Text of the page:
December 22, 2016
The Obama administration is facing renewed criticism that it is avoiding confronting Iran over a widening list of the Islamic Republic’s sanctions violations and military activities, after State Department officials would not commit to taking punitive action against a top Iranian military official who was photographed touring Aleppo in violation of an international travel ban.
The visit from Qasem Soleimani, commander of Iran’s secretive Quds Force, occurred in the aftermath of a military campaign which left the Syrian city facing a deepening humanitarian crisis and generatedaccusations that Iran-backed militias fighting alongside the regime likely committed war crimes.
After the battle ebbed, photos began to circulate of Soleimani visiting the city. The United Nations Security Council resolution that affirmed the nuclear deal placed Soleimani under a travel ban, but he has repeatedly been spotted in Russia and overseas with Shiite militias.
The State Department said on Monday that Soleimani had violated the travel ban but would not pledge to take action against Iran in response, saying instead that the United States would consult with other U.N. members on the issue.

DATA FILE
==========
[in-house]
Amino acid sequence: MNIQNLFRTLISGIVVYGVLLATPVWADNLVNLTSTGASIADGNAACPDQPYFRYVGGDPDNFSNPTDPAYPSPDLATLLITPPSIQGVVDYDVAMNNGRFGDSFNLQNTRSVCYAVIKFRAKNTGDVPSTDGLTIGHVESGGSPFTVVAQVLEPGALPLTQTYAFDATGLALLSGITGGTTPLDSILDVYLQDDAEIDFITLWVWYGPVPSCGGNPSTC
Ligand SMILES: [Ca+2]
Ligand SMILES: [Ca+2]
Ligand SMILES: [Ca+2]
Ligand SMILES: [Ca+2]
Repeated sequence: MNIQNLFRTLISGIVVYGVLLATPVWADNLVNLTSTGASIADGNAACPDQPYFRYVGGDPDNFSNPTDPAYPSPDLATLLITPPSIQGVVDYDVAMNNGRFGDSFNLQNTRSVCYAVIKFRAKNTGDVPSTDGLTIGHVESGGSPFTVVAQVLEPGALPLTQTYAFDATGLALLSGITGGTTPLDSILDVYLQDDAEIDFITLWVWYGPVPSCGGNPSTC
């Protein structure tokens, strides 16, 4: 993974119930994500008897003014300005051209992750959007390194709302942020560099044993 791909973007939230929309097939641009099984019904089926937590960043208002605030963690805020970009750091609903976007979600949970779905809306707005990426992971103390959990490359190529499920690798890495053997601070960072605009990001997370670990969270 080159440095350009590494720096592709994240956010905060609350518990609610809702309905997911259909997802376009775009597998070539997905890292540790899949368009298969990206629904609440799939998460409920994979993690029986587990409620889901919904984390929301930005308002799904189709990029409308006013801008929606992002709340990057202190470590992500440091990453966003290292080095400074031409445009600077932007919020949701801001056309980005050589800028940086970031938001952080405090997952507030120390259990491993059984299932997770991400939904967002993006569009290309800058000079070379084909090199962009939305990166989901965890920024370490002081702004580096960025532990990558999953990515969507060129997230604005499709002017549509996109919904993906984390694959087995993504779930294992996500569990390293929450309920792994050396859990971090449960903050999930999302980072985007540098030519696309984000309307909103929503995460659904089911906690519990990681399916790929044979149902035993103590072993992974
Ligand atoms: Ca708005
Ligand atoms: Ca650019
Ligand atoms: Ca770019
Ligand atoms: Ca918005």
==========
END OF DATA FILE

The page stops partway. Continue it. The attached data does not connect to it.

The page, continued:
“We do intend to consult with our partners on the Security Council about how to address our concerns with this,” spokesman John Kirby told reporters. “We’ve long said that Iran needs to choose whether it’s going to play a positive role in helping peacefully resolve conflicts such as in Syria or whether it will choose to prolong them.”
Experts told THE WEEKLY STANDARD that the administration is not willing to take significant action to punish the violation.
“The White House may very well want to try to go for something at the Security Council, but I’m sure they’re not expecting anything to materialize,” said Matthew McInnis, a veteran Defense Department official. “They know that the Russians are not going to back them on this, so it’s purely a diplomatic exercise.”
“They’re not going to consider any type of new, U.S. unilateral, punitive actions for Soleimani showing up, for example. They’re quite safe in going to the U.N. Security Council,” he added. “We’re too afraid of losing the nuclear deal to push back against the actions of Soleimani and his subordinate proxies and terrorist groups.”